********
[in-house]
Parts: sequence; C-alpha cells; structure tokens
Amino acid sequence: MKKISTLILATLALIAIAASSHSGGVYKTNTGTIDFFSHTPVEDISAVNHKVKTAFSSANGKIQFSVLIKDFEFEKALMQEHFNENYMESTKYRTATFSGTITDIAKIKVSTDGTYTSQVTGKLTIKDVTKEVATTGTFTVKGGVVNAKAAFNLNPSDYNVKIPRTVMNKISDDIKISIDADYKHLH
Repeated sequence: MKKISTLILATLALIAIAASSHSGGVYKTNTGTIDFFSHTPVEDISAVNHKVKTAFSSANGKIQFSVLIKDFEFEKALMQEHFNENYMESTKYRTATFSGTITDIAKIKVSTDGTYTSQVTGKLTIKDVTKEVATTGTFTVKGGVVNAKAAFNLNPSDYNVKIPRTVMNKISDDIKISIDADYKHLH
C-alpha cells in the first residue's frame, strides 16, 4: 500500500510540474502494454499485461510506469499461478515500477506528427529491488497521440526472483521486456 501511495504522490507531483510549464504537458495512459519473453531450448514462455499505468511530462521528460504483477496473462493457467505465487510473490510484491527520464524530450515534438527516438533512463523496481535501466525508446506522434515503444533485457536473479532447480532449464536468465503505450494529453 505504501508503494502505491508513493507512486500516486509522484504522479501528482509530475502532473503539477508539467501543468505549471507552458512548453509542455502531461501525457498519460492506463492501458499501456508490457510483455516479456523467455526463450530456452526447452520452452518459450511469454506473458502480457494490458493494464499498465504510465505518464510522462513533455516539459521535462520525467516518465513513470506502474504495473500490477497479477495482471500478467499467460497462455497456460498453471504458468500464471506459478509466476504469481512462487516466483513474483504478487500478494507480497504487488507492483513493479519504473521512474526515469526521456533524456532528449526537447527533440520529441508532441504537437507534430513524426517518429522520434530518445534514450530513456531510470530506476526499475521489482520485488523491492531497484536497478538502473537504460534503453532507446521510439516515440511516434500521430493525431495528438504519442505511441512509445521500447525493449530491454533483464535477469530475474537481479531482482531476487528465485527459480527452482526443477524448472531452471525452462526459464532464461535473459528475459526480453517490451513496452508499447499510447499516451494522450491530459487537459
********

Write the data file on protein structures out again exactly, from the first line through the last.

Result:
[in-house]
Parts: sequence; C-alpha cells; structure tokens
Amino acid sequence: MKKISTLILATLALIAIAASSHSGGVYKTNTGTIDFFSHTPVEDISAVNHKVKTAFSSANGKIQFSVLIKDFEFEKALMQEHFNENYMESTKYRTATFSGTITDIAKIKVSTDGTYTSQVTGKLTIKDVTKEVATTGTFTVKGGVVNAKAAFNLNPSDYNVKIPRTVMNKISDDIKISIDADYKHLH
Repeated sequence: MKKISTLILATLALIAIAASSHSGGVYKTNTGTIDFFSHTPVEDISAVNHKVKTAFSSANGKIQFSVLIKDFEFEKALMQEHFNENYMESTKYRTATFSGTITDIAKIKVSTDGTYTSQVTGKLTIKDVTKEVATTGTFTVKGGVVNAKAAFNLNPSDYNVKIPRTVMNKISDDIKISIDADYKHLH
C-alpha cells in the first residue's frame, strides 16, 4: 500500500510540474502494454499485461510506469499461478515500477506528427529491488497521440526472483521486456 501511495504522490507531483510549464504537458495512459519473453531450448514462455499505468511530462521528460504483477496473462493457467505465487510473490510484491527520464524530450515534438527516438533512463523496481535501466525508446506522434515503444533485457536473479532447480532449464536468465503505450494529453 505504501508503494502505491508513493507512486500516486509522484504522479501528482509530475502532473503539477508539467501543468505549471507552458512548453509542455502531461501525457498519460492506463492501458499501456508490457510483455516479456523467455526463450530456452526447452520452452518459450511469454506473458502480457494490458493494464499498465504510465505518464510522462513533455516539459521535462520525467516518465513513470506502474504495473500490477497479477495482471500478467499467460497462455497456460498453471504458468500464471506459478509466476504469481512462487516466483513474483504478487500478494507480497504487488507492483513493479519504473521512474526515469526521456533524456532528449526537447527533440520529441508532441504537437507534430513524426517518429522520434530518445534514450530513456531510470530506476526499475521489482520485488523491492531497484536497478538502473537504460534503453532507446521510439516515440511516434500521430493525431495528438504519442505511441512509445521500447525493449530491454533483464535477469530475474537481479531482482531476487528465485527459480527452482526443477524448472531452471525452462526459464532464461535473459528475459526480453517490451513496452508499447499510447499516451494522450491530459487537459